As a practicing pediatrician, I care for children from birth until adulthood—focusing on their health, happiness and safety throughout their young lives. My focus is always on the child, and how we can help them to thrive and succeed. But according to the anti-abortion movement and the Trump administration, this makes me neither “pro-life” or “pro-family.”
Just last month, the Trump administration declared that the topics of sexual and reproductive health and rights are “ambiguous terms and expressions,” and said that supporting these concepts can “undermine the critical role of the family.” On behalf of only 19 other nations, out of a total of more than 75, the current administration doubled down on its anti-choice stance and took the position that “there is no international right to an abortion” but that “the family is the foundational institution of society and thus should be supported and strengthened.”
In the current political climate, a woman’s right to have an elective abortion here in the U.S. is also threatened regularly. In just the last year alone, states like Georgia, Ohio, Louisiana, Alabama and Mississippi have passed extreme abortion bans, and at least five more are considering them.
For too long, the public has been told that believing in choice means not believing in family. To mark “Respect Life” Month this October, I’m speaking out—because my career is a testament to the fact that this is not true.
Anti-abortion forces claim that banning abortion saves lives. But restricting reproductive freedom and forcing every pregnancy to result in a baby isn’t “pro-life,” and forcing a family to grow in size doesn’t equate to supporting or strengthening it.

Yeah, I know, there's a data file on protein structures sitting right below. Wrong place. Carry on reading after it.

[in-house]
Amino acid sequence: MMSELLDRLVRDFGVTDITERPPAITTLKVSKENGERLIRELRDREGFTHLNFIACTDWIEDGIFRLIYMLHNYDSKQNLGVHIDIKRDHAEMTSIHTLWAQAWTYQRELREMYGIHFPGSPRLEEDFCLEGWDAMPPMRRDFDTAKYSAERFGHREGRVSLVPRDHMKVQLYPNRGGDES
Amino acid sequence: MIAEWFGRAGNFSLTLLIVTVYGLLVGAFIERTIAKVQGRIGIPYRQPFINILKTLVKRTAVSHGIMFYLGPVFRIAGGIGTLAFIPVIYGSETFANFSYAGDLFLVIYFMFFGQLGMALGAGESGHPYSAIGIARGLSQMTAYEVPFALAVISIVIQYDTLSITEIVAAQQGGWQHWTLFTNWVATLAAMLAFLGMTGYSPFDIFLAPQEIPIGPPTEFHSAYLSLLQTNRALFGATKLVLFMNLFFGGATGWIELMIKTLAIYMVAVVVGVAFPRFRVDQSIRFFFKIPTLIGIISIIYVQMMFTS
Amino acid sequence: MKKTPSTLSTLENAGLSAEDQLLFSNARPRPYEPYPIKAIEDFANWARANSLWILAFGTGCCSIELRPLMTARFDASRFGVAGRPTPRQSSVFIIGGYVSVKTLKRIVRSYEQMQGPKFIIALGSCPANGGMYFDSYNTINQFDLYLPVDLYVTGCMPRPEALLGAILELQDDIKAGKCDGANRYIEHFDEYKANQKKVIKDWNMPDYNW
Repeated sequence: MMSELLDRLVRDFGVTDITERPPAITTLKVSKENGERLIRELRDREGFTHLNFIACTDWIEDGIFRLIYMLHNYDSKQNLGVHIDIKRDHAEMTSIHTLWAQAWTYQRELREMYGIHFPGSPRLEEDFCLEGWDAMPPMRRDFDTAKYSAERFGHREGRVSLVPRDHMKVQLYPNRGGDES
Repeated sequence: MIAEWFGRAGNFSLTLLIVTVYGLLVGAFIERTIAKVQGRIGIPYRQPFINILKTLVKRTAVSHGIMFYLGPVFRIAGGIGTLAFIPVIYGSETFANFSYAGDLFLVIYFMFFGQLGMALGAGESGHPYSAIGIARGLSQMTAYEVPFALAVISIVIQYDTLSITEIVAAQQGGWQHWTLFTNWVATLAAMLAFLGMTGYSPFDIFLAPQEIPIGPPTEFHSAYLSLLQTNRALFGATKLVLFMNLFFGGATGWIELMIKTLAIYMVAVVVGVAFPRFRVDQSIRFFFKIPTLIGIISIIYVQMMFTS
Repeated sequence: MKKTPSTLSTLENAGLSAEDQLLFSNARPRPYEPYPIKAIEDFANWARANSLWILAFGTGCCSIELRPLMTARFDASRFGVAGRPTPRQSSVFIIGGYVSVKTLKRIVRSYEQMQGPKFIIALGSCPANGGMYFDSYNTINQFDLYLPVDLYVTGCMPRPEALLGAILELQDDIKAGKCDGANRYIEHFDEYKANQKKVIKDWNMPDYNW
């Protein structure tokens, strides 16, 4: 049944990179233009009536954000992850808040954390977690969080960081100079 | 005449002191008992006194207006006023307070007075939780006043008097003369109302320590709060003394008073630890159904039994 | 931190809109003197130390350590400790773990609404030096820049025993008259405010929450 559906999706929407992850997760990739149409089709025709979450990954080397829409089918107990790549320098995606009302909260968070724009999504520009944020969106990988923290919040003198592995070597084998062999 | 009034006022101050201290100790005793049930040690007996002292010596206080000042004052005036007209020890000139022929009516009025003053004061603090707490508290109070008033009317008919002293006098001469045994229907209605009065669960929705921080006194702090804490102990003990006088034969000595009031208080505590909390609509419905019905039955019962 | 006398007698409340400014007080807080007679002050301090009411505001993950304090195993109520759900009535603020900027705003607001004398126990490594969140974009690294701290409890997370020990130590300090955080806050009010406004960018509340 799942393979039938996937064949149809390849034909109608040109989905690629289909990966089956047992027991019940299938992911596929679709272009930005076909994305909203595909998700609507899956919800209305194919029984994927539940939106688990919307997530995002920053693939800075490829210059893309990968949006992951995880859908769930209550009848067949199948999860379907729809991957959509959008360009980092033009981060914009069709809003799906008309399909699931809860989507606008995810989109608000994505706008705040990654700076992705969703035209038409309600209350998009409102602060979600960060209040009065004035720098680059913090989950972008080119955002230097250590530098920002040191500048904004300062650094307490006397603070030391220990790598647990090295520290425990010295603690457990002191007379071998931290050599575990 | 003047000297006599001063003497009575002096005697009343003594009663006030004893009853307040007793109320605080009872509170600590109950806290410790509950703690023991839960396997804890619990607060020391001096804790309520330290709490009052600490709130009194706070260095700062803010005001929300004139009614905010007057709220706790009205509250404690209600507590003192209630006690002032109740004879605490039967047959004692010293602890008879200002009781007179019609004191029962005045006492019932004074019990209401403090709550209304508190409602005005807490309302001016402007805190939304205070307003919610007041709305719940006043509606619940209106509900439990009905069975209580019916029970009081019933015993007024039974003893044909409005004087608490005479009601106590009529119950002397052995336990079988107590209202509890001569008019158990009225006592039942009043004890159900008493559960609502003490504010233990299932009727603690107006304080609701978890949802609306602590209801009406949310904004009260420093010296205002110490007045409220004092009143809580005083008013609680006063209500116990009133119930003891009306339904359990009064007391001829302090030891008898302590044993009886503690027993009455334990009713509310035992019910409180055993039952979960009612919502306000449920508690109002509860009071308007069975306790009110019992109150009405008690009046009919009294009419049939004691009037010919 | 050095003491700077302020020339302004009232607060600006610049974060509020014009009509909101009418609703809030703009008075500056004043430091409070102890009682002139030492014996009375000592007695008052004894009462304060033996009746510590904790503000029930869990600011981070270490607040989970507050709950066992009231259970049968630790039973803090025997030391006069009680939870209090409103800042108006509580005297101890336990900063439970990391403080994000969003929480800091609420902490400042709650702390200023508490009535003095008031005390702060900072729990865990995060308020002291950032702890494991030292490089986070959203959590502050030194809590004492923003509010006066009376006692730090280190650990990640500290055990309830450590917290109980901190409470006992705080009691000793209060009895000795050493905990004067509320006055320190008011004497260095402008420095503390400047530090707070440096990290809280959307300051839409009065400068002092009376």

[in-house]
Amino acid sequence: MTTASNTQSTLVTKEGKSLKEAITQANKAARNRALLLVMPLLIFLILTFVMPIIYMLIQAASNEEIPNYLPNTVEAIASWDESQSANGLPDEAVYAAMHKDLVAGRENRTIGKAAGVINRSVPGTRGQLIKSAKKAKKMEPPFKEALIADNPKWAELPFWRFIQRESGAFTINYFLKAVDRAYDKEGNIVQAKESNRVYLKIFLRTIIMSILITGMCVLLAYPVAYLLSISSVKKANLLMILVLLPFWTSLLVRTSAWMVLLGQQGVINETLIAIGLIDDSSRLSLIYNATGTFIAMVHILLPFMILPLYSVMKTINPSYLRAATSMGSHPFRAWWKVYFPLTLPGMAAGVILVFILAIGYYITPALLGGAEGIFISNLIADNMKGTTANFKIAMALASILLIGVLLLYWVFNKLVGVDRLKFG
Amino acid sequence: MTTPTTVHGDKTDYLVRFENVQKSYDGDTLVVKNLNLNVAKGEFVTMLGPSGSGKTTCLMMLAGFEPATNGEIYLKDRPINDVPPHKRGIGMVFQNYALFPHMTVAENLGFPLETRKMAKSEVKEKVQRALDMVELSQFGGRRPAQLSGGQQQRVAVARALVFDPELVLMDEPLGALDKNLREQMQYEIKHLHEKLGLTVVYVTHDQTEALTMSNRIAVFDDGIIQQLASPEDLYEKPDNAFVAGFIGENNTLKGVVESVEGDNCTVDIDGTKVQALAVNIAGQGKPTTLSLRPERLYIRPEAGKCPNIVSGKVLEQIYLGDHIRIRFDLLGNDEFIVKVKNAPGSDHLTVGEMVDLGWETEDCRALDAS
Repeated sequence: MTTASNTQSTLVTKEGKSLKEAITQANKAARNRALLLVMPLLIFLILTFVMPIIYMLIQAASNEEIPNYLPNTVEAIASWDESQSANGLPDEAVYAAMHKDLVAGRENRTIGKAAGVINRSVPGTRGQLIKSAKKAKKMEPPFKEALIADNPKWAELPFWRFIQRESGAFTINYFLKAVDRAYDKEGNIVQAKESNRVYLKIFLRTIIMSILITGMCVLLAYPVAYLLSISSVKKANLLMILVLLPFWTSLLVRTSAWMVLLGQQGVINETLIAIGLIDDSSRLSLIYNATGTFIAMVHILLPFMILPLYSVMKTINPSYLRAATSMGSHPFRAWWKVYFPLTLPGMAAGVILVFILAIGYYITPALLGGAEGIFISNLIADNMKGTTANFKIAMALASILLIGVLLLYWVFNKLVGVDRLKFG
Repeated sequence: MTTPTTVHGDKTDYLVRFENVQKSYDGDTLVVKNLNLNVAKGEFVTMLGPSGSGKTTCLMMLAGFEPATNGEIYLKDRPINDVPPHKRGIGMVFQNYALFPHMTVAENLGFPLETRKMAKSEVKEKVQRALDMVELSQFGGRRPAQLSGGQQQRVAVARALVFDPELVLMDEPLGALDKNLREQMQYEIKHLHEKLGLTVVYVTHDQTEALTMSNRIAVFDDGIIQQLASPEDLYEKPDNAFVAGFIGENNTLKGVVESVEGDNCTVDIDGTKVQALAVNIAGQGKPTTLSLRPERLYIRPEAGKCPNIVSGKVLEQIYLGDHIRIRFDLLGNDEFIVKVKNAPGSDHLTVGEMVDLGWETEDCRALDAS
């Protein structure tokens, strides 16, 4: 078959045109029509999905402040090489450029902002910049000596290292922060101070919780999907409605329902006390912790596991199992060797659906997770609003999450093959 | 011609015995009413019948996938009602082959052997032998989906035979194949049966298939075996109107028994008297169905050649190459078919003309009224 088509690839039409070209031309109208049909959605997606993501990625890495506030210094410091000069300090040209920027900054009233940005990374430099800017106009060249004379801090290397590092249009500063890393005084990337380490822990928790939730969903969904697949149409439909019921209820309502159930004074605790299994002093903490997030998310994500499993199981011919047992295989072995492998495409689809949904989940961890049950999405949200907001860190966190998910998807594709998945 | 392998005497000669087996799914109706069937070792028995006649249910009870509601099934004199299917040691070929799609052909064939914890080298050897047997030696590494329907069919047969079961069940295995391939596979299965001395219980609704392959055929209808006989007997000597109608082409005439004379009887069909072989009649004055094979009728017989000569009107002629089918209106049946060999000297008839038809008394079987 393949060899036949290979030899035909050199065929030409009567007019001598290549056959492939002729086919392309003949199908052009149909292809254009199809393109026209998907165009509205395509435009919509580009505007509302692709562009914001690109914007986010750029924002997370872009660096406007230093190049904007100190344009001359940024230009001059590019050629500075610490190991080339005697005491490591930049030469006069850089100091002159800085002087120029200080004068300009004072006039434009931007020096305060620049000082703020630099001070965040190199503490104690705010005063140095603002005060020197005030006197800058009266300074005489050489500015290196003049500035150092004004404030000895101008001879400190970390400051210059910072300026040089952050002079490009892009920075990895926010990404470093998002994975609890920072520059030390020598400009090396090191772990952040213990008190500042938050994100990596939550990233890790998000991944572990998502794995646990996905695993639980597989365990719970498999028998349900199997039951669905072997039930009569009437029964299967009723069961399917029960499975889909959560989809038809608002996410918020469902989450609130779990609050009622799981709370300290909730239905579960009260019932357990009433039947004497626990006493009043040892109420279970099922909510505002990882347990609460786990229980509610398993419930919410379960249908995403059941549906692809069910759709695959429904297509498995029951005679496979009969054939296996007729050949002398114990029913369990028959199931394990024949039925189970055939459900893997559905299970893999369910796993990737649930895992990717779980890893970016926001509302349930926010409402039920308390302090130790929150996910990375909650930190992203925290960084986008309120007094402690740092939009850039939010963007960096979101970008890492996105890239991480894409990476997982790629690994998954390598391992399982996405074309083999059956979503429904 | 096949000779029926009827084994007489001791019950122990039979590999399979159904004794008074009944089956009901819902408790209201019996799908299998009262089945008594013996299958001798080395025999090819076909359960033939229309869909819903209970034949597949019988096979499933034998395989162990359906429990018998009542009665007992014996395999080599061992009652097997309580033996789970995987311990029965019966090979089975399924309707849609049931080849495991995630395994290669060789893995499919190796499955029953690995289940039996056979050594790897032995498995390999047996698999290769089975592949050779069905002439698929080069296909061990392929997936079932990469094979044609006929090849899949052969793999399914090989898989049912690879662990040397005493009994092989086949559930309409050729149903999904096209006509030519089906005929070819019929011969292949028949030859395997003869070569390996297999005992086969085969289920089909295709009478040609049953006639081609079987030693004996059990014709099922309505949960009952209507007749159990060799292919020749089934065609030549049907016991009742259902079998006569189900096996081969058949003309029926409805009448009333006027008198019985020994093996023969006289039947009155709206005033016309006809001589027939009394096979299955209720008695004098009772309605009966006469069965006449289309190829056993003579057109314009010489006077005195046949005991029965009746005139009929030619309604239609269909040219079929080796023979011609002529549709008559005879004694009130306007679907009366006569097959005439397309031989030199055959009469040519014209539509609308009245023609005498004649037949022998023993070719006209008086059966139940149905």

In fact, a groundbreaking five-year longitudinal study found that the women denied abortions who gave birth had increased rates of poverty six months after the fact, compared with patients who were able to access care. These “turnaways,” as researchers called them, were also much more likely to be living in poverty four years later. Furthermore, the previous children of turnaways were three times as likely to be living in poverty, and they lagged behind their peers in achieving key developmental milestones.
If the most strict “anti-abortion” laws are enacted, it could result in more than 800,000 new lives each year in the United States. The families of these children would most likely be forced further into poverty, and face increased health and developmental needs. But lawmakers demanding that of them are also demanding an end to the societal supports that reduce their barriers for success.
I care for families stressed by lack of resources and lack of control over their lives. The added stress of uncertain development and trajectory for their children is an unfair addition to the existing complexity of their lives. Yet the same people who side with revoking a woman’s right to choose abortion tend to restrict access to resources and support for families in need. In just the last few years, lawmakers have pushed legislation that would leave children hungry, cut public education funding and limit access to good health care for children and people with disabilities.
Just this summer, the Trump administration took aim at SNAP, the program formerly known as food stamps. In FY 2017, approximately 42.1 million people living in 20.8 million households received SNAP benefits in an average month, and 44 percent of SNAP participants were children. If enacted, the president’s rule would deprive millions SNAP benefits—and end access to free school meals for 500,000 children.
The administration’s 12 percent cut in the Education Department spending in the 2020 budget will further target vulnerable low-income children, and so have their attacks on programs like Medicaid and CHIP. The rate of uninsured children had been declining since 2008, but has increased in the last two years. Nearly a half million more kids were uninsured in 2018 than in the prior year, and the rate of uninsured children under six, likely our most vulnerable age group, increased the most.
The Trump administration’s push to limit the discussion of reproductive health should not and can not be confused with genuine attempts to support families. It is time we reframe the dialogue. No one should be considered “pro-life” that does not care for a child’s well-being or that of their family.